Tuesday, November 4, 2008

Re: Which Religions believe in an Afterlife?

Subject: Re: [GREYTALK] Which Religions believe in an Afterlife?
Date: Sat, 6 Mar 1999 14:20:25 -0500
From: The Watcher
Reply-To: The GREYtalk Discussion List

Haile and Fair Greetings All,

Jay Hafner writes:
>Here're a few of my ideas:
>Beory & nature gods- Generally no. You become food for the worms and
>join the cycle of life.

Well... this isn't generally true of druidic/nature cults, though. Mainly, they typically share a belief in some form of evolution of the spirit/soul. In some cases, there is an "interim" afterlife in which the collected wisdom of the life left is incorporated into the total knowledge collected. Where the game is concerned, this may interpret as a temporary stay in the planar realm of the Power.

If the religious belief is one of complete evolution, they might believe in origins as non-sentient but still living plant-to-animal-to-"humanoid" form; ever learning and evolving until whatever lessons are valued by the Power have been learned. This may take several attempts, if the religion believes in reincarnation. Once mortal lessons have been acquired, the next stage might be a planar life as a "petitioner".

If it is the will of the Power, the entity might travel the planes learning the lessons of belief incarnate. Since many druidic/nature Powers tend to be N in outlook, experience with various "out-of-balance" philosophies teaches the traveling petitioner about the over-all outlook of the multiverse. Once a full scope has been achieved (returning to the home realm between forays for mental "processing" as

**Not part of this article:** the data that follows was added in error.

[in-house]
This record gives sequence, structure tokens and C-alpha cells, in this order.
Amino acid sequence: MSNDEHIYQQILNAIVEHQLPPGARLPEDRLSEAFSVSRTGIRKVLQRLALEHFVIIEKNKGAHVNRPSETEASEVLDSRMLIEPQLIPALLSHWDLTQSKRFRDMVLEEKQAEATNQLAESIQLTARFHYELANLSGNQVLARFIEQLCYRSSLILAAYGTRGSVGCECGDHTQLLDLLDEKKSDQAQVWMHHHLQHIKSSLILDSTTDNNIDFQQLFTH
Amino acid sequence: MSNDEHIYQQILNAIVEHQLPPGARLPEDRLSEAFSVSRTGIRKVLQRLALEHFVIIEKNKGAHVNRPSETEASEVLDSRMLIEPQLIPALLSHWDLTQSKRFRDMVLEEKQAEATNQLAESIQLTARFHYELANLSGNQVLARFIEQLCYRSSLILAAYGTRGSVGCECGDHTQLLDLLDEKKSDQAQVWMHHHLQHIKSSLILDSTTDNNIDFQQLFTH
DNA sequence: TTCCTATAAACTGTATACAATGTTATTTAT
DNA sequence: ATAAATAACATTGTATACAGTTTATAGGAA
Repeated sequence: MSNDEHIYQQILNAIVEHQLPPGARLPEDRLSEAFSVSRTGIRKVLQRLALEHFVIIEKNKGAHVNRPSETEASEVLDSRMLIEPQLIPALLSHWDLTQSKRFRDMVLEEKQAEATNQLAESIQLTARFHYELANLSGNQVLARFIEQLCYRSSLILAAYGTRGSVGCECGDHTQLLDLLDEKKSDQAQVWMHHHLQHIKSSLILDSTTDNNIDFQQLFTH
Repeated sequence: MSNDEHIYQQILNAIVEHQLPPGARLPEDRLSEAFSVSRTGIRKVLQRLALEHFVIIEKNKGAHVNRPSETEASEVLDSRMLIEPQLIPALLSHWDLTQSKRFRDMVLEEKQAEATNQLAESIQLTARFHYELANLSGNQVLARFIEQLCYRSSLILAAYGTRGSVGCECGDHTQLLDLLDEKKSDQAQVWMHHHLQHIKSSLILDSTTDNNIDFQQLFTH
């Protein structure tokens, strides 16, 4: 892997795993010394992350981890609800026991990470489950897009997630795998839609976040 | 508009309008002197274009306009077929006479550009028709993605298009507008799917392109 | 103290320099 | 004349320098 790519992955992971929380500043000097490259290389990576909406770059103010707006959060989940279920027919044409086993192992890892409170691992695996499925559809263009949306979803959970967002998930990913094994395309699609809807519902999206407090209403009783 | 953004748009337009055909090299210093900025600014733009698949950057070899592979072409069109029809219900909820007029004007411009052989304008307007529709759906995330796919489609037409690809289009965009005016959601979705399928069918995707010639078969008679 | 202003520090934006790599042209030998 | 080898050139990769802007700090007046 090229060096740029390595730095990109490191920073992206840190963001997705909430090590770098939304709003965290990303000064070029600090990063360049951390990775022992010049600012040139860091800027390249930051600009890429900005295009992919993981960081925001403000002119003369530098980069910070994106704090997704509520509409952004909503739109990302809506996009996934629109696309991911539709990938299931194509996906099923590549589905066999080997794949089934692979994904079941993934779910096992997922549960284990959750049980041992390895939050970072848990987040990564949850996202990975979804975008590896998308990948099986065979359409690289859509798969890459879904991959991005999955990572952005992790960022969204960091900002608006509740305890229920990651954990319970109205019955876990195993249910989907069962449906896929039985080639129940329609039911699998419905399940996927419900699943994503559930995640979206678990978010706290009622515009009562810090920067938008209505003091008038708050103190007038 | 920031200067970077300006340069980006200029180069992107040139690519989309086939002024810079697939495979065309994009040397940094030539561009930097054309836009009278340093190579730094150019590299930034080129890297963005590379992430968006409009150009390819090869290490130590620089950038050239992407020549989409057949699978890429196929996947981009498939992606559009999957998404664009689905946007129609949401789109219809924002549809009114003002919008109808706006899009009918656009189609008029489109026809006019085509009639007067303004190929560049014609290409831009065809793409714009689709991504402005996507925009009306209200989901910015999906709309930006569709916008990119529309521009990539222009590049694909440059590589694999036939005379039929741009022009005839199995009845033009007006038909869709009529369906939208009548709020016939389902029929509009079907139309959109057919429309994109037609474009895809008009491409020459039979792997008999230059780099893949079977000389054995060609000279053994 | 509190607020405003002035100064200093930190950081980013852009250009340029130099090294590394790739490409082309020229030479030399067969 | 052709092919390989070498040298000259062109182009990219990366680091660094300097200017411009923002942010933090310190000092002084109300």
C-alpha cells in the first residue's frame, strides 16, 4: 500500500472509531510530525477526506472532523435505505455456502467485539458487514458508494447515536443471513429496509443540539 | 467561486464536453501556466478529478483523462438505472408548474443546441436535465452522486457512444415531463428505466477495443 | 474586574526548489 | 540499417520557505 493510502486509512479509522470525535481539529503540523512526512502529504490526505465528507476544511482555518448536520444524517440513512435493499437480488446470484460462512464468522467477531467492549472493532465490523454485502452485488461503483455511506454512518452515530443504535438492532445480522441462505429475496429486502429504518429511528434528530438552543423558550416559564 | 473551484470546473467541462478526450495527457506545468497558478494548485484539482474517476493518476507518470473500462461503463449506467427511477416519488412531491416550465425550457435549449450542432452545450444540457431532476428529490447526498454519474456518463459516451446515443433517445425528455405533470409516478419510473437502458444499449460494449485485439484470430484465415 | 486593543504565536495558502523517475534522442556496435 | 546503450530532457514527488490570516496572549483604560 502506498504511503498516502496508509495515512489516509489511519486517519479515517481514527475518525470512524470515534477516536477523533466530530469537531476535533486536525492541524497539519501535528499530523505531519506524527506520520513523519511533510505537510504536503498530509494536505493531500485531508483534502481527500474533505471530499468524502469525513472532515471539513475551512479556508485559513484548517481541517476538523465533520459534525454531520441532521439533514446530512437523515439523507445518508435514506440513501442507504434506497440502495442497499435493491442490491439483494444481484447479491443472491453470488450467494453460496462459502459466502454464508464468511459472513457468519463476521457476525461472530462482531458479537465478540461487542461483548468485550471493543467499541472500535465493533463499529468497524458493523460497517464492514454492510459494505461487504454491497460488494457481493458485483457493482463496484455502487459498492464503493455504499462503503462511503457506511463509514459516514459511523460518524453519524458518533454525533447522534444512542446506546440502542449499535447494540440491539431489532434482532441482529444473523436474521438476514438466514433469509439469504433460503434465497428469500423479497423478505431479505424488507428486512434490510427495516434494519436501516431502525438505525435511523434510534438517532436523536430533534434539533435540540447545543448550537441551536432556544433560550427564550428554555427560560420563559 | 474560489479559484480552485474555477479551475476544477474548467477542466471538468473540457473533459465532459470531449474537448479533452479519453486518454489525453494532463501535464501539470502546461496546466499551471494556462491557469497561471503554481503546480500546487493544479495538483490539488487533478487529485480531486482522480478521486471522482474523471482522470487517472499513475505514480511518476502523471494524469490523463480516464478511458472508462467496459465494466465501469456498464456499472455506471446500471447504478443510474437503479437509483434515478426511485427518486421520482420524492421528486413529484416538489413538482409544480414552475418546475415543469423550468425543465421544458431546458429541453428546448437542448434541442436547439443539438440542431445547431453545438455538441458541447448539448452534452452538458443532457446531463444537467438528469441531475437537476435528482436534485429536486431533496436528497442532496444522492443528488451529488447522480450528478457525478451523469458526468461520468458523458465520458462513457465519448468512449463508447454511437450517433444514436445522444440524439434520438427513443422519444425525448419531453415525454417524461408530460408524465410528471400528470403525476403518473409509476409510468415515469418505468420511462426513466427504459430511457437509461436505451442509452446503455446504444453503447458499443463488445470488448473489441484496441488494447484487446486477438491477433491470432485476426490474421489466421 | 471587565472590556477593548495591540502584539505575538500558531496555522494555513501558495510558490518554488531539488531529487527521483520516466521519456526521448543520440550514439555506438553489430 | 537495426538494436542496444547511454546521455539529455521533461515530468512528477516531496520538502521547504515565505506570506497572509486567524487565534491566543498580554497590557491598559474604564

when mortal), the spirit/soul finally understands the full nature of its beliefs, it returns finally to its home, where it will eventually become one with (absorbed by) its Power.

>Nerull- Nothing but blackness here.

Optionally, those who actually worship Nerull may either seek to placate him in order to fend off death eternally, else seek to find a place as a servant in the realm of the Power. In this case, it's not an afterlife of "reward", until one considers for the type who worships Nerull, aiding him in the death and destruction of all life probably *is* a reward.

>Istis (ToEE spelling) - You will only haunt if you were unable to
>fulfill your destiny.

Also, Fate is all things. It can be destruction upon passing, as well as endless return to fulfill that destiny. In serving the Power in some kind of afterlife, it may also mean assisting others in achieving their destinies. Which is not to say showing up and spilling the beans so much as insuring that key events in unfolding Fate take place "as they should". Success and failure are still options.

Becoming a haunt or ghost is an intriguing potential for such worshipers, since they might actively believe in this Fate as a consequence of their failures. For as bad a product as _Fate of Istus_ was, what it does show us is that Fate constantly tests us, even warns us (if the clues are detected) of impending events. This is no doubt why Istus' priesthood are accomplished diviners. Regardless of the precise
"why", Istus seems interested in making us conscious of our choices -- one of the core ingredients in learning. (See nature cults, above.)

>Pelor and Pholtus - No. Just the thrill of being alive I guess.

Whysoever would you think *that*? Without falling into the trap of thinking the Pale the only example of Pholtus, these two have the greatest chances of having a "reward for all your good" type of afterlife so popular in Christendom.

>St. Cuthbert - I figure this guy has to have something to do with the
>afterlife, otherwise why would he tell the peasants to work so hard in
>the fields? There has to be something better than the toils of life.

Fair enough. But keep in mind Cuthbert isn't just emphasis on toil. It's overlooking, or rather, working beyond, the short-comings of life: pretensions, evil, etc.. Cuthbert emphasizes common sense applications over convoluted philosophies which only support what one really wishes to do. He's perhaps the singular GH Power who views promote a "we are all equal under the sky" mentality (much to the